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bp Magazine for Bipolarbp Magazine for Bipolar

bp Magazine for Bipolar Fall 2018

bp Magazine empowers people with bipolar disorder to live healthy, fulfilling lives. bp delivers success stories of people living with bipolar, including celebrities. It also includes features on building healthy lifestyles—with topics like sleep, exercise, stress, treatments, relationships, and employment—and offers cutting edge news and research.

Country:
United States
Language:
English
Publisher:
BP Magazine
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4 Issues

IN THIS ISSUE

access_time3 min.
what is bipolar?

Bipolar disorder is a treatable illness marked by extreme changes in mood, thought, energy, and behavior. Bipolar disorder is also known as manic depression because a person’s mood can alternate between the “poles”—mania (highs) and depression (lows). The change in mood can last for hours, days, weeks, or months. What bipolar is not Bipolar disorder is not a character flaw or sign of personal weakness. Whom bipolar disorder affects Bipolar disorder affects more than 5.7 million adult Americans and 440,000 adult Canadians. It usually begins in late adolescence, often appearing as depression during teen years, although it can start in early childhood or later in life. An equal number of men and women develop this illness. Men tend to begin with a manic episode, women with a depressive episode. Bipolar disorder is found among all…

access_time1 min.
pillars & beyond

Experts talk about the three pillars of recovery: medication, psychotherapy, and self-care. Finding the medication that works best usually takes trial and error, and the same is true of talk therapy. CBT, officially known as Cognitive Behavioral Therapy, is probably the most familiar (and well-studied) approach nowadays, but why stop there? Perhaps dialectical behavior therapy will give you a better grip on your emotional swings, or acceptance and commitment therapy will keep you moving during depressions. Our feature “Beyond CBT” provides a sampler of some promising options. As for self-care, consider the trend of “wellness rituals.” It’s a different way of thinking about the things you do every day that soothe our soul and keep us grounded. For most of us they are simple pleasures that we embrace, like starting our…

access_time6 min.
we hear you

STRONG BONDS “THE TIES THAT BIND” (Summer 2018) was helpful and encouraging to me. I’ve been struggling with bipolar I disorder for at least 15 years. I understand the struggles that those mentioned in the article have. I recognize “empathy burnout” even though I’ve never heard that phrase before. Most of the people who have been close to me in the past no longer are. Only my dear husband is still hanging on. —B.L.R., TOANO, VA I WAS DIAGNOSED seven years ago with bipolar II and was in denial, not taking my treatment plan too seriously. I’ve now been reading and researching to get a better understanding and I’m astounded by the similarity of some of the personal stories of others mentioned in “The Ties That Bind” and things I’ve experienced. The…

access_time1 min.
meet brittany

AGE: 29 LOCATION: CHICAGO, IL OCCUPATION: SUBSTITUTE TEACHER DIAGNOSIS: BIPOLAR I YEAR DIAGNOSED: 2006 * * * * * NICKNAME: Britt. THE BOOK I HAVE GIFTED THE MOST IS: The Bait of Satan, by John Bevere. This book helped me to understand that by not taking everything personally, I’m able to free the negative thoughts, energy, and outlook on life and really enjoy the moment. FAVORITE HOBBIES: Reading, writing, yoga, walking/running, spending time with my cat, Hunter, and belting out gospel songs alone in my car. MOST UNUSUAL TALENT: Singing an answer to any question. I WISH I WERE BETTER AT: Singing. MOST TREASURED ITEM: I don’t treasure things. MY BIGGEST ADVENTURE: Moving out of my mom’s house to my first apartment on my own. MY HERO IS: The Beast from Beauty and the Beast. I loved the fact that true, unconditional, unchanging…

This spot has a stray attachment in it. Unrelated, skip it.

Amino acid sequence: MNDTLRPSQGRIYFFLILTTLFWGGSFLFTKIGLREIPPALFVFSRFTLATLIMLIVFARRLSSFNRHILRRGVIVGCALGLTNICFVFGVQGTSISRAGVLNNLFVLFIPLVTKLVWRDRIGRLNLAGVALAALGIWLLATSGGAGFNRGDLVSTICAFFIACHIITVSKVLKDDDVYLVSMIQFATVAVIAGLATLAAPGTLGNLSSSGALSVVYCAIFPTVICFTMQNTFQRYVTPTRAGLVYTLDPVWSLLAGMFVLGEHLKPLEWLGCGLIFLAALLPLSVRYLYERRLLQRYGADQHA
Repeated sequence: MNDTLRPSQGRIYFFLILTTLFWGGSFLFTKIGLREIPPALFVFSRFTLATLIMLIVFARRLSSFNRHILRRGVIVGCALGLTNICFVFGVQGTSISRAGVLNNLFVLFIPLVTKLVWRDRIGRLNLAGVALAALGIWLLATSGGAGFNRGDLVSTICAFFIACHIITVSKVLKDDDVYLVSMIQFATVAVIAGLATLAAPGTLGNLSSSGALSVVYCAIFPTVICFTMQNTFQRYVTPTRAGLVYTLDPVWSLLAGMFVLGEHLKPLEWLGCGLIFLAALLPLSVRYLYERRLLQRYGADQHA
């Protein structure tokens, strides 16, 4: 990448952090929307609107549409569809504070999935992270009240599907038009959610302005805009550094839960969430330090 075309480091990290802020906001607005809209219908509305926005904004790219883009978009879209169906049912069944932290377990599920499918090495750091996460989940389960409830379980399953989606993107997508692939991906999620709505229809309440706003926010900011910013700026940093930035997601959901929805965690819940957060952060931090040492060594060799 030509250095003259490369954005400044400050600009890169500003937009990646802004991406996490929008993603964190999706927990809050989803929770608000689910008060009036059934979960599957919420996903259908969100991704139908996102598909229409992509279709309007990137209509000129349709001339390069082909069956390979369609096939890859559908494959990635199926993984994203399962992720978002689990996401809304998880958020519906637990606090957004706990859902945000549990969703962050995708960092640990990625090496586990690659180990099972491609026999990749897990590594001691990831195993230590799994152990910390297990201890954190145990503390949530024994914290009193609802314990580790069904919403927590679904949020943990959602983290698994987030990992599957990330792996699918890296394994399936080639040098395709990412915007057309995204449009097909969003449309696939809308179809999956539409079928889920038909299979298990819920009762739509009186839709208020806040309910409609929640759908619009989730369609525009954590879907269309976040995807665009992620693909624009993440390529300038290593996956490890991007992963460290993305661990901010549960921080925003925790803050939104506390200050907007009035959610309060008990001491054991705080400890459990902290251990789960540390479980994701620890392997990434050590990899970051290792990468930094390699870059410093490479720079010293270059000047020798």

access_time6 min.
mental health headlines

Canada needs more psychiatrists August 8, 2018, TORONTO, ON—A new Coalition of Ontario Psychiatrists report urges the provincial government to offer initiatives to encourage medical students to choose psychiatry as a specialty. The report warns of a looming mental health crisis as a large number of practicing psychiatrists approach retirement age. Bishop in Ghana dreaming big August 4, 2018, WA, Ghana—Bishop Richard Kuuia Baawobr’s parish provides comfort to homeless individuals with mental health challenges. Now he plans to build a local treatment center and produce a radio show to counter stigma in a country where many with psychiatric conditions are abandoned or abused by their families. New Zealand targets young adults July 23, 2018, AUCKLAND, New Zealand—The New Zealand government announced a multimillion-dollar pilot project offering free counseling to at-risk young adults ages 18 to…

access_time9 min.
new research in mental health

Mood instability predicts clinical and functional outcomes August 15, 2018, DETROIT, MI—Mood instability is often different in bipolar disorder I versus bipolar disorder II in adolescents, and can predict functional outcomes, a new study suggests. American researchers said mood instability—the presence of intense, rapidly shifting emotional states—is associated with a number of poor prognostic outcomes, yet is often overlooked in the assessment and treatment of bipolar disorder. They looked at teens with a bipolar I or II mood episode in the previous three months and found that greater depression instability was associated with bipolar II, whereas greater (hypo) mania instability was associated with bipolar I. Mood instability at the start of the study, particularly depression, predicted more instability, a higher percentage of weeks in a clinical mood state, and poorer global functioning over the…

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